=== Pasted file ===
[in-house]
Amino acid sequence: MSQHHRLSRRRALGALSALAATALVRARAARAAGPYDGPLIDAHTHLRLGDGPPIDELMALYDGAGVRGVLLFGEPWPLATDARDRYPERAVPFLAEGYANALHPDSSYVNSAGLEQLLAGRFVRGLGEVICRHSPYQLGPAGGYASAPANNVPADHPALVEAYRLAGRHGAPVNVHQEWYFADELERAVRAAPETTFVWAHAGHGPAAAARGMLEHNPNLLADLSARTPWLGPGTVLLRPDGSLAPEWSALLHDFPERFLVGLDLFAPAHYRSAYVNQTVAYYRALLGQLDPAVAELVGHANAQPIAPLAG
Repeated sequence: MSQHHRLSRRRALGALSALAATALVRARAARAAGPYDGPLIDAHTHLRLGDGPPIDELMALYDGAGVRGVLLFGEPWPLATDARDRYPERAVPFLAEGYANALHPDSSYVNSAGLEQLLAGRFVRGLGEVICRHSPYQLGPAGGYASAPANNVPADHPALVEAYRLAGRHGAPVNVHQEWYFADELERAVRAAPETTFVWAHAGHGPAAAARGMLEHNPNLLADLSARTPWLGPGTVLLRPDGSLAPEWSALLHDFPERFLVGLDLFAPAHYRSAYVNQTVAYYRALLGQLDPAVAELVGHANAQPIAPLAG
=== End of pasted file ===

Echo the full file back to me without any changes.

[in-house]
Amino acid sequence: MSQHHRLSRRRALGALSALAATALVRARAARAAGPYDGPLIDAHTHLRLGDGPPIDELMALYDGAGVRGVLLFGEPWPLATDARDRYPERAVPFLAEGYANALHPDSSYVNSAGLEQLLAGRFVRGLGEVICRHSPYQLGPAGGYASAPANNVPADHPALVEAYRLAGRHGAPVNVHQEWYFADELERAVRAAPETTFVWAHAGHGPAAAARGMLEHNPNLLADLSARTPWLGPGTVLLRPDGSLAPEWSALLHDFPERFLVGLDLFAPAHYRSAYVNQTVAYYRALLGQLDPAVAELVGHANAQPIAPLAG
Repeated sequence: MSQHHRLSRRRALGALSALAATALVRARAARAAGPYDGPLIDAHTHLRLGDGPPIDELMALYDGAGVRGVLLFGEPWPLATDARDRYPERAVPFLAEGYANALHPDSSYVNSAGLEQLLAGRFVRGLGEVICRHSPYQLGPAGGYASAPANNVPADHPALVEAYRLAGRHGAPVNVHQEWYFADELERAVRAAPETTFVWAHAGHGPAAAARGMLEHNPNLLADLSARTPWLGPGTVLLRPDGSLAPEWSALLHDFPERFLVGLDLFAPAHYRSAYVNQTVAYYRALLGQLDPAVAELVGHANAQPIAPLAG